Hoeing and, at the same time, removing weeds from the garden throughout the season is considered one of the most unpleasant tasks. Young people avoid him at all costs; older people have already hardened their skin, but I think hoeing with classic hoes is the main culprit for the sullen posture of older farmwives. I believe that in the 21st century, we can garden more efficiently and with less effort.
Why Do We Hoeing and Removing Weeds From the Garden?
By hoeing, we make sure that weeds don’t grow, and at the same time, we loosen the soil, which quickly hardens if, unfortunately, it is not protected by mulch. By loosening the soil, we reduce the loss of moisture from the soil, as water molecules have a tendency to rise through solid matter (= compacted soil). When we water the soil, we break the water channels and reduce water evaporation. That’s why vineyards were sometimes watered during droughts, and the saying went: “If you hoe well, it’s like watering once.”
Is There Any Other Way?
Yes, hoeing becomes more manageable if you follow the principles of soil preparation with compost mulch described on the soil preparation page and do not turn the soil. In this way, the seeds are kept in the depths, and the compost does not introduce seeds into the garden. In February or March, the beds prepared this way are lightly watered several times (do not incorporate compost into the soil) to disrupt the germination process of all potential weeds. Even later in the season, such compost mulch remains light, does not become scaly, and does not become overgrown with weeds. We still regularly dig the beds with compost mulch and remove a few weeds here and there, but believe me, it is such an easy and excellent job that you will really enjoy it.
The Golden Rule
Many people don’t like weeding either because they have the experience of weeding areas with tall, dense weeds, where they dedicate themselves to weeding once, maybe twice a season. However, when we are consistent enough, weeding the garden becomes easier. Remember the golden rule – weed the garden once a week, at least in the rough, because this way, we don’t let the weeds grow, and at the same time, we prevent the soil from becoming soggy. Campaign hoeing is not a solution because the soil (if it is not covered with compost) has already forgotten that it should be light and soft.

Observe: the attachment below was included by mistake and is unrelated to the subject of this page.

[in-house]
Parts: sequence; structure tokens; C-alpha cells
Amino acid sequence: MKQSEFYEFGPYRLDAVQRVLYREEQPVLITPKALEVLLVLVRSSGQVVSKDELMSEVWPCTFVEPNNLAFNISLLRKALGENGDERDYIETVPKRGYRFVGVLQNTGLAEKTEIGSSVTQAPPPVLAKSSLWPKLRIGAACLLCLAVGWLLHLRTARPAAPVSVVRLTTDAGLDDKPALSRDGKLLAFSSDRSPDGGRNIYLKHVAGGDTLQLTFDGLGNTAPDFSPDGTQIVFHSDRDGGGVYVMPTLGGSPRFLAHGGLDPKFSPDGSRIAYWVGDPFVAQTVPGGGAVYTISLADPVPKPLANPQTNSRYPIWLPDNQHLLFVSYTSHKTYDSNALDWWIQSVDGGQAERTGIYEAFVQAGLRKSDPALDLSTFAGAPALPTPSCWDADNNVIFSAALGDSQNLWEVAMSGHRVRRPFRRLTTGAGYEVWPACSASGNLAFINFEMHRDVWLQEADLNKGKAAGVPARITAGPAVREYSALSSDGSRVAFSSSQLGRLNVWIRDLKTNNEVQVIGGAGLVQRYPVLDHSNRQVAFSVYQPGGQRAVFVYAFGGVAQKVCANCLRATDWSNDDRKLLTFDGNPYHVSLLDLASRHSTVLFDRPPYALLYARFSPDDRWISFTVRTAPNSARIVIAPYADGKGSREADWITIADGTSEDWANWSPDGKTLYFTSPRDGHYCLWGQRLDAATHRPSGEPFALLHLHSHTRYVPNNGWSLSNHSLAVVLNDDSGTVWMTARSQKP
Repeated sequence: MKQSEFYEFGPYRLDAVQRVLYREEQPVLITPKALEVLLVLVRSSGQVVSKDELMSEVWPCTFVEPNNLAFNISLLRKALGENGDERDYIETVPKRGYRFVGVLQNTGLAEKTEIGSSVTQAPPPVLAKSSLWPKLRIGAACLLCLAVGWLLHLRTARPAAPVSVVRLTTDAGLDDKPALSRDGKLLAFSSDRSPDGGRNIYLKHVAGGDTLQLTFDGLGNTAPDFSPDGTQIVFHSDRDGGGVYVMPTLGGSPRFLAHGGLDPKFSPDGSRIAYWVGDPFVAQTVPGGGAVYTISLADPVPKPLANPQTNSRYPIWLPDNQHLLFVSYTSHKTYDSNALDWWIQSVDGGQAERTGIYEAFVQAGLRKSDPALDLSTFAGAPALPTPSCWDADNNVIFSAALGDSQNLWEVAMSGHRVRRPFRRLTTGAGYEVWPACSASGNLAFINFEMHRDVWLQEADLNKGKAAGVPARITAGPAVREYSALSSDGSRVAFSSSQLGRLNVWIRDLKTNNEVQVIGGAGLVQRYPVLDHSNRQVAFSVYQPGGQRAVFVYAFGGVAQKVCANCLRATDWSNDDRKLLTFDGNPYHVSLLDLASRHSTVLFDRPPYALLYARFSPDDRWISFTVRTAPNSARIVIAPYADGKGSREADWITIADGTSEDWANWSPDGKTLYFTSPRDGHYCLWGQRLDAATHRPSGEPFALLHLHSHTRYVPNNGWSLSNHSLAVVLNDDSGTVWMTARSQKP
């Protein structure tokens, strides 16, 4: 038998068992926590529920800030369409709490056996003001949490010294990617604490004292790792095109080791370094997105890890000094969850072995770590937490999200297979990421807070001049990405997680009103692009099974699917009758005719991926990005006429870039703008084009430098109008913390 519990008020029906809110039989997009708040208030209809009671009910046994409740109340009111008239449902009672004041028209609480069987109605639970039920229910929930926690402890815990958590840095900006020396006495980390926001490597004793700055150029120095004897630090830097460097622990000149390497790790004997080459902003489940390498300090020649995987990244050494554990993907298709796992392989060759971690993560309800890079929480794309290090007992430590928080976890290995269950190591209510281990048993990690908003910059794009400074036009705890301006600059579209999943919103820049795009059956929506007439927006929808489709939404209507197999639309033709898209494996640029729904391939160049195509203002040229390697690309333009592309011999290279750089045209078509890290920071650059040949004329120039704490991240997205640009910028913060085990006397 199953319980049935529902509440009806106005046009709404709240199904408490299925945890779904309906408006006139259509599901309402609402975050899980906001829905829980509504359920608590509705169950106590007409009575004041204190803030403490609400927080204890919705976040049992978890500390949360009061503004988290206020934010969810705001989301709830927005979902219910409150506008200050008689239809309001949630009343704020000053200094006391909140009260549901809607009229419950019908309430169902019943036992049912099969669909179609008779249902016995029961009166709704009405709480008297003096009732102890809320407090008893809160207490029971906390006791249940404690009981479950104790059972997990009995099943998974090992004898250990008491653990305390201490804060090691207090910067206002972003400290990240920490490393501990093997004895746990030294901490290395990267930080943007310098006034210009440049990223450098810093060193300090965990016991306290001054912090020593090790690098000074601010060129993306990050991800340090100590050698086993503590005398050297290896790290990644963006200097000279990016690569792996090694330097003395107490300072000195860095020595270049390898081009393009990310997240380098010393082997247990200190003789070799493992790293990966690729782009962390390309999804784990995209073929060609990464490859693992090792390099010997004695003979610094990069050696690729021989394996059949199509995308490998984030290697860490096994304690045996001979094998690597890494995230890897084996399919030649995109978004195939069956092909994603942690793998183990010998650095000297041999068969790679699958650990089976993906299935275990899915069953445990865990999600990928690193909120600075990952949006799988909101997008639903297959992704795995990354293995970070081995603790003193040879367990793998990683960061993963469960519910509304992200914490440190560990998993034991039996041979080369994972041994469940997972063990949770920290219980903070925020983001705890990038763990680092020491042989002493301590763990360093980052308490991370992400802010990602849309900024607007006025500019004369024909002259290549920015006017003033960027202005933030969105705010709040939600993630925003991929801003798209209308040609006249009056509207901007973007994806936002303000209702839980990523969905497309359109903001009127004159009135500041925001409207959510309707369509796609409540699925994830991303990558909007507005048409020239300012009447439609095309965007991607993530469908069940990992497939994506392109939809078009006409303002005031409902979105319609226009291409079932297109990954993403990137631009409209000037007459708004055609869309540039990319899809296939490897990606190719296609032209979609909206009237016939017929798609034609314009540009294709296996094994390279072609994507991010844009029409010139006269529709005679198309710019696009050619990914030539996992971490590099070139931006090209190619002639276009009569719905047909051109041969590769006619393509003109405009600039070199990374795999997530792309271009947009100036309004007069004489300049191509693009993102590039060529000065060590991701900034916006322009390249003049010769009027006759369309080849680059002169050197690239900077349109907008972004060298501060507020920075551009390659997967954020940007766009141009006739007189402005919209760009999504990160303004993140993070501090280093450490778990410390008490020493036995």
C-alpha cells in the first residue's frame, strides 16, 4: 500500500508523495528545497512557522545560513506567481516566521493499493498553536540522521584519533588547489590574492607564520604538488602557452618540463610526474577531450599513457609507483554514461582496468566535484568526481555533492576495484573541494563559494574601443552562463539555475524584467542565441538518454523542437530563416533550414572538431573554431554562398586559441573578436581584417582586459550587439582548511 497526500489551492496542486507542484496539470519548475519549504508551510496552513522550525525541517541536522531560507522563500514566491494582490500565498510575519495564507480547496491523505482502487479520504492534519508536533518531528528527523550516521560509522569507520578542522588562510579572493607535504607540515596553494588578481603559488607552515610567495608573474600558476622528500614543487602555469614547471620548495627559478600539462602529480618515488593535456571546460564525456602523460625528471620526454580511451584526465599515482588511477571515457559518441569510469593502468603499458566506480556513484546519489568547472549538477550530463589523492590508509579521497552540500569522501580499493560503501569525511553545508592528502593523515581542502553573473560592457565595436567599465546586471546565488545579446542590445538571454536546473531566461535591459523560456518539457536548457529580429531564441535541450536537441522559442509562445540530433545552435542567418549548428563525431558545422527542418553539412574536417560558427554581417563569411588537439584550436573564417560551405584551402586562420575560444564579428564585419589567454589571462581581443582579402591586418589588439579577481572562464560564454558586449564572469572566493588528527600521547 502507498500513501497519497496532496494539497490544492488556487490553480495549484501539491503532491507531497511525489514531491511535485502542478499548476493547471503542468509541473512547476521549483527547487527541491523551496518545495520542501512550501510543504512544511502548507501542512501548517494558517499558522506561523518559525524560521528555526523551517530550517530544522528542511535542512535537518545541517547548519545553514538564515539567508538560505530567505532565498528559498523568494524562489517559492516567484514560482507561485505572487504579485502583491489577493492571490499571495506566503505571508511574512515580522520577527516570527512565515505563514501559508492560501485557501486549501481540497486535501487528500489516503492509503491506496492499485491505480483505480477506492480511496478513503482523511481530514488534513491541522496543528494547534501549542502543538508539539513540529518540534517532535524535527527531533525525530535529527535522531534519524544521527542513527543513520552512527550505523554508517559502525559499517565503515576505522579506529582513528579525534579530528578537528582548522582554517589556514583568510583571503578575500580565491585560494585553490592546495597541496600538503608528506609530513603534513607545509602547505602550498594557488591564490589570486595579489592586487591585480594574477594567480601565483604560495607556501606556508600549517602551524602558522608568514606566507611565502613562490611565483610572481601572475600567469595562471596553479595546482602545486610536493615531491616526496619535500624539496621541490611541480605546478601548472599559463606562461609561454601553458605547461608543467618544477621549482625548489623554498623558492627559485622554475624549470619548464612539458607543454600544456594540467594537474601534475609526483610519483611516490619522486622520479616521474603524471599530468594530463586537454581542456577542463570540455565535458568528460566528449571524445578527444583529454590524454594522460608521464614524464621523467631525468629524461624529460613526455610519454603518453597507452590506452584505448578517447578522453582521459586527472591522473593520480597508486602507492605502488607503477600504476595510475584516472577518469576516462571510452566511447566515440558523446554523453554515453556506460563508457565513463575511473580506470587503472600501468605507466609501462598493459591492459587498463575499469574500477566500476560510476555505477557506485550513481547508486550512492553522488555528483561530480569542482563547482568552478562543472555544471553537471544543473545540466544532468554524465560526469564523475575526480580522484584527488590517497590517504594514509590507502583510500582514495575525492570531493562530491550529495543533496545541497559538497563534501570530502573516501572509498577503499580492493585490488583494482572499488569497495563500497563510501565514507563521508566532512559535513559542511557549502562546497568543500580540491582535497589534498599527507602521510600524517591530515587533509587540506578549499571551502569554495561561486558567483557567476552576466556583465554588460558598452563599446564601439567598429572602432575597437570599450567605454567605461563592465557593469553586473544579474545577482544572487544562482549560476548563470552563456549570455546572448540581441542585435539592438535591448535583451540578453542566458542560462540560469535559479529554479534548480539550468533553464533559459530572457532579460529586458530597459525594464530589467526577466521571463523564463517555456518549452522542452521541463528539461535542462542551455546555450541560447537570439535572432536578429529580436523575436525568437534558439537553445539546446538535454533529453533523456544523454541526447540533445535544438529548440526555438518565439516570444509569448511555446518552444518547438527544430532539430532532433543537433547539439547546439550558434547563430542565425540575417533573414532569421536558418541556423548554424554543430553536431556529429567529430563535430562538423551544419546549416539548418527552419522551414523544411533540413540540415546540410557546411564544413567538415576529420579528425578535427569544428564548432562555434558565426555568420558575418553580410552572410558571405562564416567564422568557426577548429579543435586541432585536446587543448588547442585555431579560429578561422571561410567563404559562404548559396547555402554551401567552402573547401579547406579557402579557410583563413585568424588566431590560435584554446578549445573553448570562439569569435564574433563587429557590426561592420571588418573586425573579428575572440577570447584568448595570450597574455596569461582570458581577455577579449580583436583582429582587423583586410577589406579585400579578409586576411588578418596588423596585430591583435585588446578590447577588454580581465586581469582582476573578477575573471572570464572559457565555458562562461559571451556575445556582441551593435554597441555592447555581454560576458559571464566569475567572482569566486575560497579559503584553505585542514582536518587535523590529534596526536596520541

“Attack” the Weeds With the Proper Technique and Tools
On hot summer days, we always dig in the evenings. At that time, all forces are directed into the soil, so in dry periods, we will best ensure that as much moisture as possible remains in the soil (knowledge of biodynamics). We choose the right tool that simplifies and speeds up the work. Let’s also pay attention to body posture! There are quite a few friendlier alternatives to the classic hoe. Among them, the hardened hollow hoe has recently started to rule the gardens.
Once the Coarse Mulch Is Laid, It Is No Longer Necessary to Hoe
It is recommended to use mulches made of fresh organic material for the summer months, which are applied only on sufficiently warmed ground. Straw, leaves, hay, and other mulches insulate the soil and do not allow the soil to warm up enough in the Sun, so we must not rush! We place them on the heated floor sometime in June. Until then, we water the soil regularly. Before applying the mulch, the soil must be watered, watered one last time, and then sprinkled abundantly. When the ground is covered with coarse mulch, weeding the garden is no longer necessary. Do not forget to cover the paths. Let me repeat that if you use compost mulch throughout the year, you can hoe regularly all season long.
A Final Thought About
Hoeing and Removing Weeds From the Garden
Our garden is mainly covered with compost, so it is easy to hoe and remove weeds. For larger plants (tomatoes, potatoes, peppers, pumpkins, cucumbers, ..), we also use coarse mulch, which we lay in June (potatoes germinate earlier) and do not hoe after that. This system has proven to be extremely simple and effective in the care of the garden during the summer months and has an abundance of positive effects on the soil itself and, consequently, on the plants.